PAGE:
by Devorah Day

title: Light of Day

(featuring Marion Brown)

Devorah Day: Vocals

Marion Brown: Alto saxophone

Jorge Sylvester: Alto & tenor saxophone

Booker T: Alto & tenor saxophone

David Colding: Bass

Kid Lucky: Vocal instrumentalist

Abaton Book Company is pleased to announce the release of Light of Day, the debut CD by avant jazz vocalist Devorah Day.

Although Ms. Day is little known in the current jazz scene, her stature is undeniable to those who have seen her perform or heard the underground tapes in circulation. Her fans understand that this release should be seen as the most important jazz vocal album of the decade because Day is heir apparent to the fortunes set aside by Billie Holiday, Sarah Vaughan, Nina Simone and Jeanne Lee.

With her highly unorthodox line up of voice, triple saxophone and bass, Devorah Day has constructed a multi-layered yet minimalistic statement, a subtly hued tone poem. Her phrasing has few limitations as she chases her own tale by leaps and bounds through gray skies, toward greener pastures.

Light of Day Light of Day has much in common with classic titles produced by ESP-Disk', the adventurous 1960s avant-garde label that released two records by Day's accompanist, Marion Brown. Here Brown, the legendary saxophonist who played on John Coltrane's Ascension, gives his most transcendental performance in many a year.

This CD will be of interest to admirers of female vocalists and an aware jazz audience in general.

Purchase Light Of Day with any credit card via paypal.


Light of Day
Devorah Day | Abaton Book Company
In an odd metaphysical sense, the avant garde always sounds the same. Abstract, startling, disconcerting, slightly opaque, sometimes impenetrable, razor-sharp, and to the right kind of ears, irresistible.

All of this characterizes jazz vocalist and songwriter Devorah Day’s debut release, Light of Day. As with anything of this nature, it remains to be seen whether Day has arrived at her present position by traveling jazz singings current developmental trajectory at an accelerated pace, or in fact condensed out of jazz history, and the phantasm of her own creativity, an isolated sonic phenomena.

The first notable feature of Light of Day is its unusual instrumentation, consisting of voice (Day), three saxophones (Marion Brown: alto, Jorge Sylvester and Booker T: alto & tenor), bass (David Colding), and Kid Lucky as guest vocal instrumentalist. The absence of both piano and drums liberates Day from the temporally segmented nature of percussive sound, as well as the standard jazz atmosphere evoked by such aural cues as snare and ride, chord progressions, and the fact that piano, bass, and drums are the most typical backing for jazz vocalists.

Led by Marion Brown’s delicate, highly freeform, and expressive voice, the collective sound established by the three saxophones is at once minimalist and tremendously effective in framing Day’s highly idiosyncratic approach to the album’s six tracks. Instead of dictating a rhythmic or melodic path for Day to navigate, the sax section, with the aid of Colding’s inventive bowing and fragmentary pizzicato interjections, encases Day in a tonally fluid, textural space. From within this, Day sends forth a collection of clustered sounds, rising and falling melodic lines, moans, subtly phrased lyrics, keens, and glissandi, all threaded together by the emotional clarity of her readings.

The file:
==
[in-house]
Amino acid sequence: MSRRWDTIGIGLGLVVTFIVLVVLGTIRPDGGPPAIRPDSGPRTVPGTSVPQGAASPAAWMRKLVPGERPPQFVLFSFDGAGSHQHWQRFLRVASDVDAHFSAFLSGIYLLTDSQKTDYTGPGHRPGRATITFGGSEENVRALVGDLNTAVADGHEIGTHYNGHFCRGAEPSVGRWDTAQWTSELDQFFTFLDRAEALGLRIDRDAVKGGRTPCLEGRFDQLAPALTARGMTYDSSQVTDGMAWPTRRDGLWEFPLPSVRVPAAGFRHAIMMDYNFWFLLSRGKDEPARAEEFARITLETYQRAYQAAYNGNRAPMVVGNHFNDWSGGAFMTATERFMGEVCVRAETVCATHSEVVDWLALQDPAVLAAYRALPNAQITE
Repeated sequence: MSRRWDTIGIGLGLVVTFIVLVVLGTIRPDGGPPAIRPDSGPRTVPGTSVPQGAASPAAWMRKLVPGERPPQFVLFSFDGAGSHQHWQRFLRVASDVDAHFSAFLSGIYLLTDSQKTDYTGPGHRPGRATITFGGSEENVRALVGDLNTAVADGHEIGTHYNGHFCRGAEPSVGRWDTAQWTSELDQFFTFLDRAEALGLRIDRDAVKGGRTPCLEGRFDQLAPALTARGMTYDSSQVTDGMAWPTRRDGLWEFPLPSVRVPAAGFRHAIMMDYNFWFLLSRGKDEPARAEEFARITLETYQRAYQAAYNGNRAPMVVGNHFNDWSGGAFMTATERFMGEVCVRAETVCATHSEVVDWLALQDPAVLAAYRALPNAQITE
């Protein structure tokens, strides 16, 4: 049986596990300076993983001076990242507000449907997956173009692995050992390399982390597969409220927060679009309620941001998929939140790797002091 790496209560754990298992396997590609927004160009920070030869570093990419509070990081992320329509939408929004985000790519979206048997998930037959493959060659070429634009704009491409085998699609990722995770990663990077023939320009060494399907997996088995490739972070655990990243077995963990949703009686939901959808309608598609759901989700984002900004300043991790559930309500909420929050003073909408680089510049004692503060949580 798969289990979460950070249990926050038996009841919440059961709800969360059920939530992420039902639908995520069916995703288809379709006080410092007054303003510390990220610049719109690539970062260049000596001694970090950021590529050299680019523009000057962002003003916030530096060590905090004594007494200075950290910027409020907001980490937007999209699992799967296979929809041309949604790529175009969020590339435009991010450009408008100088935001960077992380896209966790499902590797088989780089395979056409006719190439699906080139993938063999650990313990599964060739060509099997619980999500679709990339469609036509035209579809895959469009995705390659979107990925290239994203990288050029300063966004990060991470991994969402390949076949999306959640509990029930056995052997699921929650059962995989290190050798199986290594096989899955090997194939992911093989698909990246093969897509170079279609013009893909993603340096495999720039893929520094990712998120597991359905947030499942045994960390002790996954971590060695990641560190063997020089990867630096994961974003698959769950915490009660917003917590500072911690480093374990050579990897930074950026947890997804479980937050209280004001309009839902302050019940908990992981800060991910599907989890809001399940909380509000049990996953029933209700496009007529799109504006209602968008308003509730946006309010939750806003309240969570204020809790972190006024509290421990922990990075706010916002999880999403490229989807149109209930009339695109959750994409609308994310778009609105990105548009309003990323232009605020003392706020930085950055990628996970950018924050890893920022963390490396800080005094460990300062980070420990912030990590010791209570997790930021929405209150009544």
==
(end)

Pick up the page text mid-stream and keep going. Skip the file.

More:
By presenting a balance of three standards and three original compositions, Day reveals a flexible, innovative, and personal approach. Her own compositions tend towards the extremes of free improvisation, descending into obscure realms of minimalism, replete with a blend of self-conscious wit and honest emotive displays. In turn, Day’s deconstruction and eventual reformation of the standards distills their most attenuated emotional aspects. Day transforms “Lover Man” into an abstract dirge, her voice emanating from within the piece’s ethereal instrumentation like a frozen plea from another plane. Day finds hidden coves of meaning in Lilia and Jobim’s Dindi, her experimentation nourished by the depth of the original compositions.

Taken as a whole, this album is a highly complex and astute creation. Just as all alto sax players are eventually compared to Bird, Day will soon be compared to the holy trinity: Holiday, Fitzgerald, and Vaughan. In fact, the album’s liner notes allude to as much. Day style, however, has little relationship to things past. In a case like this, such comparisons denote little more than the inescapability of the historical context, and they remain as significant as defining Dali as the heir of Van Gogh, Monet, and Matisse. Reliance on lineage to gauge the modern, though usually employed to grant legitimacy, in fact operates as a conservative mechanism precisely opposed to the expressive expansion the avant garde continually seeks – and that Day has achieved.

~ Franz A. Matzner

Wire Review

Top five vocal release Best of 2003 in All About Jazz

A nice review from The Broken Face

Marion Brown Discography

Marion Brown at ALL MUSIC GUIDE

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